In February, NHS England’s End of Life Care team hosted a webinar on the topic of Health Inequalities in Palliative and End of Life Care. Unsurprisingly, given the high levels of interest in this topic, the webinar was heavily oversubscribed.

Nicola Spencer, Programme Support Manager for End of Life Care and Professor Bee Wee, National Clinical Director for End of Life Care have co-written a follow-up blog on the subject of health inequalities in palliative and end of life care, which also contains a link to the webinar recording. For more information, please contact england.endoflifecare@nhs.net


Cancer Registration Statistics, England: First Release 2015

February 2017

PHE and the Office for National Statistics have published cancer diagnoses and age-standardised incidence rates for England, for all cancer sites by age and sex. The results show that cancer incidence is increasing on the whole, with breast, prostate, lung and bowel cancer being the most common types.


Joint statement on the minimum data set for specialist palliative care services

16 February 2017

Public Health England (PHE), the National Council for Palliative Care (NCPC) and Hospice UK regret to announce that the National Minimum Data Set collection for Specialist Palliative Care Services (MDS) will no longer be collected with effect from 31 March 2017. The reasons are partly financial, but perhaps more importantly, in order to remain relevant, the MDS would need extensive review and change. As it currently stands, it is not giving us the information we need at the right level. We know that this may come as disappointing news to many people working or interested in specialist palliative care. The purpose of this joint statement is to explain these reasons in more detail and what follows from it.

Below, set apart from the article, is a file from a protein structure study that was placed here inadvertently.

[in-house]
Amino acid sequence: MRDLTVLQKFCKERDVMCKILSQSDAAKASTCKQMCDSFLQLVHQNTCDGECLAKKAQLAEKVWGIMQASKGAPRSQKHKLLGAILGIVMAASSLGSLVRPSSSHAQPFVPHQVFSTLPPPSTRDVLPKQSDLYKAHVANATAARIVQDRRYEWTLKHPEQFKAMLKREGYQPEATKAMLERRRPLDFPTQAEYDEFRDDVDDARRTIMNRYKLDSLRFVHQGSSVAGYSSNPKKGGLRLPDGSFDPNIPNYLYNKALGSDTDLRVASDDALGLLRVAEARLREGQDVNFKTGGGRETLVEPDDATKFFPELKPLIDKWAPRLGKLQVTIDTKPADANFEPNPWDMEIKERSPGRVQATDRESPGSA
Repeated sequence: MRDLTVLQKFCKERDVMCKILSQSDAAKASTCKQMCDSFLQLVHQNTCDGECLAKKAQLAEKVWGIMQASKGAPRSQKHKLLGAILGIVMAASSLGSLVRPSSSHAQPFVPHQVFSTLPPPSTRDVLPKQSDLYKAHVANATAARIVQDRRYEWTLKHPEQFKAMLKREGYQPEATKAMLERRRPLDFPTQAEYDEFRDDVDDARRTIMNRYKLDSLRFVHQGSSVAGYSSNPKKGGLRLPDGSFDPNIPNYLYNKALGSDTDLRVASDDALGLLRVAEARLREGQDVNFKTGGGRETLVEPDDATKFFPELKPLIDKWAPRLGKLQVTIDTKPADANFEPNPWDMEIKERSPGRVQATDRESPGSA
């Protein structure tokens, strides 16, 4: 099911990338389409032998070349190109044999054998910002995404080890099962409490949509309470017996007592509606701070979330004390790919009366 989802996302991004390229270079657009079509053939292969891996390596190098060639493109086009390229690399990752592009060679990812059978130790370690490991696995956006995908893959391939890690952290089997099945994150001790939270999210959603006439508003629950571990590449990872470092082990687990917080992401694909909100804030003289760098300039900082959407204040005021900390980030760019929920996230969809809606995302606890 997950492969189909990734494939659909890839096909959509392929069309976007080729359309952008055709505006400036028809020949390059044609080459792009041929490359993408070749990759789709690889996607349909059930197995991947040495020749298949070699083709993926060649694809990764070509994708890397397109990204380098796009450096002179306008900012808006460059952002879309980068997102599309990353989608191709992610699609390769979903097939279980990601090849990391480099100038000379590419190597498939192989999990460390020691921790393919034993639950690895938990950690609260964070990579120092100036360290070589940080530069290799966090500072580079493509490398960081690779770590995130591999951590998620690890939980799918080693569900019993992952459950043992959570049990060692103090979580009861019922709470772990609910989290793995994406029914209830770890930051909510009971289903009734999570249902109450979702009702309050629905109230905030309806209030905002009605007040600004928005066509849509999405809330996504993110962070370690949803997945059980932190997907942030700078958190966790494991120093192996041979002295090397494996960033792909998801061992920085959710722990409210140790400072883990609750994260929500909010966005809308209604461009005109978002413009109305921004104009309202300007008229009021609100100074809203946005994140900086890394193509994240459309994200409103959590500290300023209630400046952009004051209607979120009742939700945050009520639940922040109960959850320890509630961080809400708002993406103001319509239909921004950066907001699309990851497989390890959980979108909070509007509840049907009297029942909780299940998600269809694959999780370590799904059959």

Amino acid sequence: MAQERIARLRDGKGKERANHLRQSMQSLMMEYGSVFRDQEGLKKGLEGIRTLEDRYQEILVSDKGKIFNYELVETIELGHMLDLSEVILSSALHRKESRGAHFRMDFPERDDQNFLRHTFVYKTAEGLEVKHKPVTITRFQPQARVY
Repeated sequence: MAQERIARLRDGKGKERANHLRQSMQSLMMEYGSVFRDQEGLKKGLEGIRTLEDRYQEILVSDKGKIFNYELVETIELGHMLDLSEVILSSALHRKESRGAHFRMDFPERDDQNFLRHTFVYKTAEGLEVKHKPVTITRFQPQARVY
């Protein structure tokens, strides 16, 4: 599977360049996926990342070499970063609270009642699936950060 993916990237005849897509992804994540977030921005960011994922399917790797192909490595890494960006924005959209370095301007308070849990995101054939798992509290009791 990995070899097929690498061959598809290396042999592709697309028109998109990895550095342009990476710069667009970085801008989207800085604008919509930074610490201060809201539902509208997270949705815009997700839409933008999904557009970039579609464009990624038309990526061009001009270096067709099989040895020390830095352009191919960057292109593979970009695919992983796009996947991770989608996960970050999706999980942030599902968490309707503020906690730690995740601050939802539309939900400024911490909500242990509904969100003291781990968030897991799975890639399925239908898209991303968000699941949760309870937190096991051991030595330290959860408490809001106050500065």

Cost-effective commissioning of end of life care

9 February 2017

The National End of Life Care Intelligence Network and Health Economics team in PHE have published a number of products to support commissioning decisions for end of life care services.  These include:

A report ‘Understanding the health economics of palliative and end of life care’. The first half of the report presents the findings of a review of the available literature on the costs and effectiveness of different initiatives and schemes designed to improve patients and carers experiences at the end of the patient’s lives. The second half of this report describes the new end of life care economic tool and the methodology underpinning this tool.

An end of life care analytical tool. This interactive tool is made up of two components. The first provides a summary of the costs, impacts and wider issues associated with different interventions and services for providing care and support for patients at the end of their lives. The second component enables the user to explore the potential trade-offs associated with shifting resources and activity away from secondary care into primary, community and social care settings.

The end of life care analytical tool user guide. This document provides a step-by-step guide to the end of life care economic tool.

These products will be of great importance for decision-makers. They will help them when they are considering the potential improvement, or indeed the potential decline, in the quality and safety of care, and patient experience, in conjunction with the net financial implication, when considering the implementation of interventions. Moreover, they will assist stakeholders when looking at current capacity of care provision and whether it can adequately cope with a potential influx of primary, community and social care activities for end of life care.

Download the report, analytical tool and user guide.